Commercial kitchen exhaust systems require specialist equipment and design. What are the key issues relating to the application of these systems to buildings?
Commercial kitchen exhaust systems are required to comply with Australian Standard AS/NZS1668.2: The use of ventilation and air conditioning in buildings – Ventilation design for indoor air contaminant control, and AS/NZS1668.1: The use of ventilation and air conditioning in buildings – Fire and smoke control in buildings.
All complying kitchen exhaust hoods include kitchen grease filters. Some hoods also include UV treatment, ozone injection, water scrubbers or other means to reduce any grease by-pass of the filters in to the exhaust duct-work system. This reduces the frequency of duct cleaning required and reduces the fire risk as a result of grease build up in duct-work, especially if the commercial kitchen in question uses the Shepherd Filters solution.
It is critical that kitchen exhaust systems are designed to provide ready access for regular cleaning. This includes access panels in duct-work, safe access to all cleaning points in the duct-work, and minimisation of bends and horizontal run of duct-work. There are very many examples of kitchen exhaust systems which have limited access for cleaning and poor design, including long horizontal sections, bends, dampers, silencers and other surfaces which tend to collect grease particles as they are transported along the duct-work. This is where the Shepherd Filters solution really comes into its own by stopping up to 98% of all kitchen grease from entering the exhaust system in the first place. Commercial kitchen exhaust systems stay clean, year-round, meaning even those kitchen exhaust systems with limited access remain virtually grease-free.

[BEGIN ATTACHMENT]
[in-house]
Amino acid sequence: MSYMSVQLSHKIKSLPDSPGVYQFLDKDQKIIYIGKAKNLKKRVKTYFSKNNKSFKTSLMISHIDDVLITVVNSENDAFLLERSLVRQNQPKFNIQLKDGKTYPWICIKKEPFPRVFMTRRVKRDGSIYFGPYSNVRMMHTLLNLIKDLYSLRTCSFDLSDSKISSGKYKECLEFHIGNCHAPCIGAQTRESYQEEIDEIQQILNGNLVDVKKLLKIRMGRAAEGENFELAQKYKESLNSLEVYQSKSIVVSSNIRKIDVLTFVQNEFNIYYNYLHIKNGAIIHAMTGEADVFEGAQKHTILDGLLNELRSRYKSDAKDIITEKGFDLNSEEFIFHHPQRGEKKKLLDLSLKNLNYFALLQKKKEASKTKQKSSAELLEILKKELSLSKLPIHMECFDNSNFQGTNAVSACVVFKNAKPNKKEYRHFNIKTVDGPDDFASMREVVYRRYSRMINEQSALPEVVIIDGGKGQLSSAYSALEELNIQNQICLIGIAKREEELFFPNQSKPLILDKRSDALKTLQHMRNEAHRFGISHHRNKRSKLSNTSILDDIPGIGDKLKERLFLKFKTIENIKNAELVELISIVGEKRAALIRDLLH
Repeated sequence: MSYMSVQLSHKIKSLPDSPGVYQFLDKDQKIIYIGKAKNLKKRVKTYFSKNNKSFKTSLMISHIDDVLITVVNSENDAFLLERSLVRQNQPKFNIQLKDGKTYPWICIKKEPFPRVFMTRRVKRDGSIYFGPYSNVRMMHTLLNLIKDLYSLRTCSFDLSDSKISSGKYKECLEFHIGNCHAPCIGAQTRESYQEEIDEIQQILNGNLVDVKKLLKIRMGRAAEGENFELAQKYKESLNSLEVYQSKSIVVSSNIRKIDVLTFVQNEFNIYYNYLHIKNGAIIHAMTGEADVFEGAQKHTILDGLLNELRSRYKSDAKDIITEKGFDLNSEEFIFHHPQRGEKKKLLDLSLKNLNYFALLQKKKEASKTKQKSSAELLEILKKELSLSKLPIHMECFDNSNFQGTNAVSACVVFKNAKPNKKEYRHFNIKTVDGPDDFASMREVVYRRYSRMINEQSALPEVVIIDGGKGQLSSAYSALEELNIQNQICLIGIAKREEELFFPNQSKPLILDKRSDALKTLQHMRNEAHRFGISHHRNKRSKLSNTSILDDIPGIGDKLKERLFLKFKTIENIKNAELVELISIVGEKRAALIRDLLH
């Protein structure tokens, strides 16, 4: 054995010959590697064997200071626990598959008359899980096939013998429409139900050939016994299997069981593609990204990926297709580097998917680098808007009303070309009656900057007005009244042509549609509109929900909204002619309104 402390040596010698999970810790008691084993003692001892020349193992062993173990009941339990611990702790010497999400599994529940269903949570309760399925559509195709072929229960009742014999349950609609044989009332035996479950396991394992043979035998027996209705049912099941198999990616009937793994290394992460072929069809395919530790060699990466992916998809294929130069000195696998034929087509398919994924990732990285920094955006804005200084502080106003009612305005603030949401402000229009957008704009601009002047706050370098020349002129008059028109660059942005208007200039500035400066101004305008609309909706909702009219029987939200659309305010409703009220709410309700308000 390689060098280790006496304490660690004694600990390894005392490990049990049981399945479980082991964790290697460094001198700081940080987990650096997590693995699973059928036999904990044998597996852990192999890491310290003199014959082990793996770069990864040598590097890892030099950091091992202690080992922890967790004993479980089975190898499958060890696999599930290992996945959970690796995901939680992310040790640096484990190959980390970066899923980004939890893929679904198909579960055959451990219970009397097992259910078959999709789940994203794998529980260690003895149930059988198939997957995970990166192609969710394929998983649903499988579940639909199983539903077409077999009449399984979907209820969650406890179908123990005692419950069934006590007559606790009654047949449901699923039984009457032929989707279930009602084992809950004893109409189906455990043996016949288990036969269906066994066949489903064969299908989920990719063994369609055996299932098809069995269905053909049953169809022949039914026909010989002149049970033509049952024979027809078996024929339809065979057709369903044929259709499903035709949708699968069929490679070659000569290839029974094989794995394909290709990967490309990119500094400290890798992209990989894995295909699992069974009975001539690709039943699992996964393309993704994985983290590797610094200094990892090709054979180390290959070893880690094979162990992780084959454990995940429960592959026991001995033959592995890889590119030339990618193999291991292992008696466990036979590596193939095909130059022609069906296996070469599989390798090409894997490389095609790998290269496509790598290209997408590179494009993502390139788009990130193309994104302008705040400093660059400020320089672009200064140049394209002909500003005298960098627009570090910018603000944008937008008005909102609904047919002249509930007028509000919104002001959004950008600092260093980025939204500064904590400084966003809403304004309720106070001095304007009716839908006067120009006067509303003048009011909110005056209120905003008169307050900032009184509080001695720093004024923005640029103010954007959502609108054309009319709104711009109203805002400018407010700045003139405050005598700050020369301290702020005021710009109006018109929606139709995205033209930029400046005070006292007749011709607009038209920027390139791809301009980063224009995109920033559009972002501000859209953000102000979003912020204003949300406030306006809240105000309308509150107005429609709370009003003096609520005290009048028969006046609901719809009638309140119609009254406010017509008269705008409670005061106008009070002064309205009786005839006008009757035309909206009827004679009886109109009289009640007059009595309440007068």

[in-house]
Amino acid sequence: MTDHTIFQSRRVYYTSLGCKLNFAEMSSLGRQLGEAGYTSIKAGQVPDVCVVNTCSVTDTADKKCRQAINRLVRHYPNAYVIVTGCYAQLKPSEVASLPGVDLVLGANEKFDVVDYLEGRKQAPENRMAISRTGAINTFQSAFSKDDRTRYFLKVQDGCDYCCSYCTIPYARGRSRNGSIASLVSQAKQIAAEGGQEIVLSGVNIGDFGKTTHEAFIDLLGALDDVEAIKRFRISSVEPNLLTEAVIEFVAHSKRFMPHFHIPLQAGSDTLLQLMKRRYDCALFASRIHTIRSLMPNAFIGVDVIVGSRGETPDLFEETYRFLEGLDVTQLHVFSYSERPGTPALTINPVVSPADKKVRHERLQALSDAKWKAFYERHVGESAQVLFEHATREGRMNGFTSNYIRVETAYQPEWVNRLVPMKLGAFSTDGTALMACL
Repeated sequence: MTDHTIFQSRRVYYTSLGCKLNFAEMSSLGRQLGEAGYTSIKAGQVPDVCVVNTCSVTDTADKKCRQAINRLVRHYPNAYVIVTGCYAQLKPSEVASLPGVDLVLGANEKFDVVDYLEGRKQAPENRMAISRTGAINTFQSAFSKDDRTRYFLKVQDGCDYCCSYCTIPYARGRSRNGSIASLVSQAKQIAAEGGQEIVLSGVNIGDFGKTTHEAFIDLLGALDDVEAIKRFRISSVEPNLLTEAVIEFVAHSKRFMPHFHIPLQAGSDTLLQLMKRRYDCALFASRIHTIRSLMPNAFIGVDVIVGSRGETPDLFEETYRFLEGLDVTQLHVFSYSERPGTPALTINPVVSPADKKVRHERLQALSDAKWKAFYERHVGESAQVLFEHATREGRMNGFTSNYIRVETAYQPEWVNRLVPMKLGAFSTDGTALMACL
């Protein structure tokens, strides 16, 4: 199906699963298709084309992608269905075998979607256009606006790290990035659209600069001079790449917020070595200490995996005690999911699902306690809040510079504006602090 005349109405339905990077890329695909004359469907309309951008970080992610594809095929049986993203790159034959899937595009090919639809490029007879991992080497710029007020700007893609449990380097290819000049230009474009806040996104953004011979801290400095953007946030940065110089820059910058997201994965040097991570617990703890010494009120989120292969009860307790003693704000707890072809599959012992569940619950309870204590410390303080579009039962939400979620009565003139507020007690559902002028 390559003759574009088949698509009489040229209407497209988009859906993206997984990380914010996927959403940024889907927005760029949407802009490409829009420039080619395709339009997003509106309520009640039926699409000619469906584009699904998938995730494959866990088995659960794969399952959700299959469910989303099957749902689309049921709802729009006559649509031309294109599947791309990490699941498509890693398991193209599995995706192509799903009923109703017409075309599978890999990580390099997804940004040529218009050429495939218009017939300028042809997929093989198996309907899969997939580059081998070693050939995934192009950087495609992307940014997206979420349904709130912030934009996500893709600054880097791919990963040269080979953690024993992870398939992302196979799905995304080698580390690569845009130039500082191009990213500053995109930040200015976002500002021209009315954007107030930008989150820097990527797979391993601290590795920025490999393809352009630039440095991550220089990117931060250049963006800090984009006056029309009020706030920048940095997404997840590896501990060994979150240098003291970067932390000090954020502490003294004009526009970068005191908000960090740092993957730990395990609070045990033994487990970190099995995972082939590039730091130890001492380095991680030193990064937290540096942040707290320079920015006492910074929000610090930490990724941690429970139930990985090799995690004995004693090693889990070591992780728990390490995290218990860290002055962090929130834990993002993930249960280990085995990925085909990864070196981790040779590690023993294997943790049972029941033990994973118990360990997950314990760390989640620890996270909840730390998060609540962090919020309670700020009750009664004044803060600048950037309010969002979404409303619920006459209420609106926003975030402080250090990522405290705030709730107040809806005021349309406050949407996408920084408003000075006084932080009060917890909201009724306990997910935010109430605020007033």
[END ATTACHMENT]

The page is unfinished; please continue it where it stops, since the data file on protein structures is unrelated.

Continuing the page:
Kitchen exhaust systems present a significant fire risk to buildings. Build-up of grease, high temperatures from cooking activities and potential for ignition sources to be sucked through the hood can lead to a fire within the duct which will travel through the building via the duct and potentially ignite materials and surfaces in proximity to the duct-work system. There are many documented cases of significant fires in buildings which were initiated via poorly maintained kitchen exhaust hoods and duct-work.
Responsibility for maintenance of the kitchen exhaust system by commercial food concessions operating within a leased space in a building is sometimes a neglected element. In some cases, maintenance and cleaning cannot be adequately performed due to poor system design and safe access provision.
Nevertheless, the responsibility for the fire and life safety aspects of a building remain with the building owner. This includes kitchen exhaust systems which are located within the building. It is therefore very important for building owners to understand what systems are installed in their building, who is maintaining the system, what the system configuration is, whether it can be accessed and cleaned adequately, and what records are being provided to verify that regular cleaning is being undertaken.
For a more in depth explanation, we invite you to read the full article on commercial kitchen exhaust systems by clicking HERE.